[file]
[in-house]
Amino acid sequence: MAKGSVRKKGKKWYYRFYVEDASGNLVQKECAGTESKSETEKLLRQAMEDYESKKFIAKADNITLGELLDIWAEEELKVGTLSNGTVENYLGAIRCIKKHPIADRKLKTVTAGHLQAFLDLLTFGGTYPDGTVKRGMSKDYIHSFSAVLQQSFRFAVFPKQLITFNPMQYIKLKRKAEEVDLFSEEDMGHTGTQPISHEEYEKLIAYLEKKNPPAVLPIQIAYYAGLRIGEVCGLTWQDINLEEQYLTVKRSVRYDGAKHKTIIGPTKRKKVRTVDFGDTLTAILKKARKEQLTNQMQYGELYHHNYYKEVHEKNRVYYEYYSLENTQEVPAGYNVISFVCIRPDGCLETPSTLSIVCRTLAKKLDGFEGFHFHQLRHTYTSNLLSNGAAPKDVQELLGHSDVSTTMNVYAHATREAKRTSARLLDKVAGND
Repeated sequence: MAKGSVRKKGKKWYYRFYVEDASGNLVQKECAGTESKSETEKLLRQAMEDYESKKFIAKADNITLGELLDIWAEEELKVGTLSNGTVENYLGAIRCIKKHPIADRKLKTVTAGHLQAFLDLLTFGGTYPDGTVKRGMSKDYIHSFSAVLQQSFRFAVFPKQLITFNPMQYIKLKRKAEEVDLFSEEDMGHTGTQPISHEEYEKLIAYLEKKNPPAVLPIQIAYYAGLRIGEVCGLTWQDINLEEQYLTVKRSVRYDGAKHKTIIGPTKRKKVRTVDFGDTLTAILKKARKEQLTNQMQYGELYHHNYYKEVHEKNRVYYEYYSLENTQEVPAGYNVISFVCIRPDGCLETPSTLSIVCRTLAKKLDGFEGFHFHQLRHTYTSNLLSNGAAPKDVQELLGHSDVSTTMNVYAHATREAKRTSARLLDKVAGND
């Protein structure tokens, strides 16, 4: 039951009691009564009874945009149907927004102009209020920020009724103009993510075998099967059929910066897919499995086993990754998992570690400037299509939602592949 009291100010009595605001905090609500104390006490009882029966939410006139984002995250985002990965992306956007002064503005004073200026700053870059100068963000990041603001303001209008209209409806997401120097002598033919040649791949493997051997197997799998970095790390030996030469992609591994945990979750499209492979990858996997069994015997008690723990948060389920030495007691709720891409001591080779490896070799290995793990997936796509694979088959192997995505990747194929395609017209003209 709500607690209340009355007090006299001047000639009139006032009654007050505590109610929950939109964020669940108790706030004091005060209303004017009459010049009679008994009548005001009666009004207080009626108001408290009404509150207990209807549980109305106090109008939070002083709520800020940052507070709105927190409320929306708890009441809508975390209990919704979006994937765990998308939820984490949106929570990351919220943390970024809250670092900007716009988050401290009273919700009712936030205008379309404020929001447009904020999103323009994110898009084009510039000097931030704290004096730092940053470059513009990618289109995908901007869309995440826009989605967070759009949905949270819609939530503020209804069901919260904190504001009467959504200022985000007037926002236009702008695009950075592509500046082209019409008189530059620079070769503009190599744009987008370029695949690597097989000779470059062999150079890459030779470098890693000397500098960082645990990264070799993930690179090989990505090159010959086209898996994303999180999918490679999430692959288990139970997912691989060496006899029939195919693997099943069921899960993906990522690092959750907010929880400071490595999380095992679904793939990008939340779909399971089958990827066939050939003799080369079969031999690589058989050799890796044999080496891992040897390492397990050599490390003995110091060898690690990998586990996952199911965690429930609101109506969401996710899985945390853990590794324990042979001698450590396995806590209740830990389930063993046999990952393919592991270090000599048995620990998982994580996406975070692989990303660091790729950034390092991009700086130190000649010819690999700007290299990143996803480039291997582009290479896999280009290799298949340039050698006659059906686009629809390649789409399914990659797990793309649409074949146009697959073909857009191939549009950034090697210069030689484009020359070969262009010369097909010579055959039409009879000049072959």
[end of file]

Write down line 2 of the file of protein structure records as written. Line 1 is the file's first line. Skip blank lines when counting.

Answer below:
Amino acid sequence: MAKGSVRKKGKKWYYRFYVEDASGNLVQKECAGTESKSETEKLLRQAMEDYESKKFIAKADNITLGELLDIWAEEELKVGTLSNGTVENYLGAIRCIKKHPIADRKLKTVTAGHLQAFLDLLTFGGTYPDGTVKRGMSKDYIHSFSAVLQQSFRFAVFPKQLITFNPMQYIKLKRKAEEVDLFSEEDMGHTGTQPISHEEYEKLIAYLEKKNPPAVLPIQIAYYAGLRIGEVCGLTWQDINLEEQYLTVKRSVRYDGAKHKTIIGPTKRKKVRTVDFGDTLTAILKKARKEQLTNQMQYGELYHHNYYKEVHEKNRVYYEYYSLENTQEVPAGYNVISFVCIRPDGCLETPSTLSIVCRTLAKKLDGFEGFHFHQLRHTYTSNLLSNGAAPKDVQELLGHSDVSTTMNVYAHATREAKRTSARLLDKVAGND